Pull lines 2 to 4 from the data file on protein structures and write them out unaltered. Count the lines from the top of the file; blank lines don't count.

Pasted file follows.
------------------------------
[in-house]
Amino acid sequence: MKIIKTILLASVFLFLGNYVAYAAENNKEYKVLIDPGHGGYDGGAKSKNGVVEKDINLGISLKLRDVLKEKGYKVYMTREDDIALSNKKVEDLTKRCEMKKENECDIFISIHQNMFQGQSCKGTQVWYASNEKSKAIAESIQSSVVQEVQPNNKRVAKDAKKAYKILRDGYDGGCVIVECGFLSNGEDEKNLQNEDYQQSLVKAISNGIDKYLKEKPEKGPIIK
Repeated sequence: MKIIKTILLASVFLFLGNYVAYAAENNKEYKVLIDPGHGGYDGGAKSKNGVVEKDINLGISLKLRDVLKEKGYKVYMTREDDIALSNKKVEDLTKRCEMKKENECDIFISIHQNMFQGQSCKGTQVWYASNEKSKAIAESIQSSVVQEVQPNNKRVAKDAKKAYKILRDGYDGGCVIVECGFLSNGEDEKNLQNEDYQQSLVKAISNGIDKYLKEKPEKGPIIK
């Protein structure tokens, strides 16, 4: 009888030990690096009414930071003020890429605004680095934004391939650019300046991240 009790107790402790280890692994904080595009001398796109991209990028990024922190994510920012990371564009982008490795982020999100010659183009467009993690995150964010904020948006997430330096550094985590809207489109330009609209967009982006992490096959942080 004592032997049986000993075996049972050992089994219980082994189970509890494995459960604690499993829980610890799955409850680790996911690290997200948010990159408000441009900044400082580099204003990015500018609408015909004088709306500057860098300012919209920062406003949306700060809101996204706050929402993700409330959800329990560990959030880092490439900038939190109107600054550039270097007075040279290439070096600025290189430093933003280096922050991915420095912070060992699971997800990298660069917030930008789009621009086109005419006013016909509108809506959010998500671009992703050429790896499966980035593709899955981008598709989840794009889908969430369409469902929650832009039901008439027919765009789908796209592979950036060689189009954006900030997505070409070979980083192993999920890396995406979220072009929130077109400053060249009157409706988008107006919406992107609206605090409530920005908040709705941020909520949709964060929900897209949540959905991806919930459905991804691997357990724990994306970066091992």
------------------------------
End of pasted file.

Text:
Amino acid sequence: MKIIKTILLASVFLFLGNYVAYAAENNKEYKVLIDPGHGGYDGGAKSKNGVVEKDINLGISLKLRDVLKEKGYKVYMTREDDIALSNKKVEDLTKRCEMKKENECDIFISIHQNMFQGQSCKGTQVWYASNEKSKAIAESIQSSVVQEVQPNNKRVAKDAKKAYKILRDGYDGGCVIVECGFLSNGEDEKNLQNEDYQQSLVKAISNGIDKYLKEKPEKGPIIK
Repeated sequence: MKIIKTILLASVFLFLGNYVAYAAENNKEYKVLIDPGHGGYDGGAKSKNGVVEKDINLGISLKLRDVLKEKGYKVYMTREDDIALSNKKVEDLTKRCEMKKENECDIFISIHQNMFQGQSCKGTQVWYASNEKSKAIAESIQSSVVQEVQPNNKRVAKDAKKAYKILRDGYDGGCVIVECGFLSNGEDEKNLQNEDYQQSLVKAISNGIDKYLKEKPEKGPIIK
């Protein structure tokens, strides 16, 4: 009888030990690096009414930071003020890429605004680095934004391939650019300046991240 009790107790402790280890692994904080595009001398796109991209990028990024922190994510920012990371564009982008490795982020999100010659183009467009993690995150964010904020948006997430330096550094985590809207489109330009609209967009982006992490096959942080 004592032997049986000993075996049972050992089994219980082994189970509890494995459960604690499993829980610890799955409850680790996911690290997200948010990159408000441009900044400082580099204003990015500018609408015909004088709306500057860098300012919209920062406003949306700060809101996204706050929402993700409330959800329990560990959030880092490439900038939190109107600054550039270097007075040279290439070096600025290189430093933003280096922050991915420095912070060992699971997800990298660069917030930008789009621009086109005419006013016909509108809506959010998500671009992703050429790896499966980035593709899955981008598709989840794009889908969430369409469902929650832009039901008439027919765009789908796209592979950036060689189009954006900030997505070409070979980083192993999920890396995406979220072009929130077109400053060249009157409706988008107006919406992107609206605090409530920005908040709705941020909520949709964060929900897209949540959905991806919930459905991804691997357990724990994306970066091992």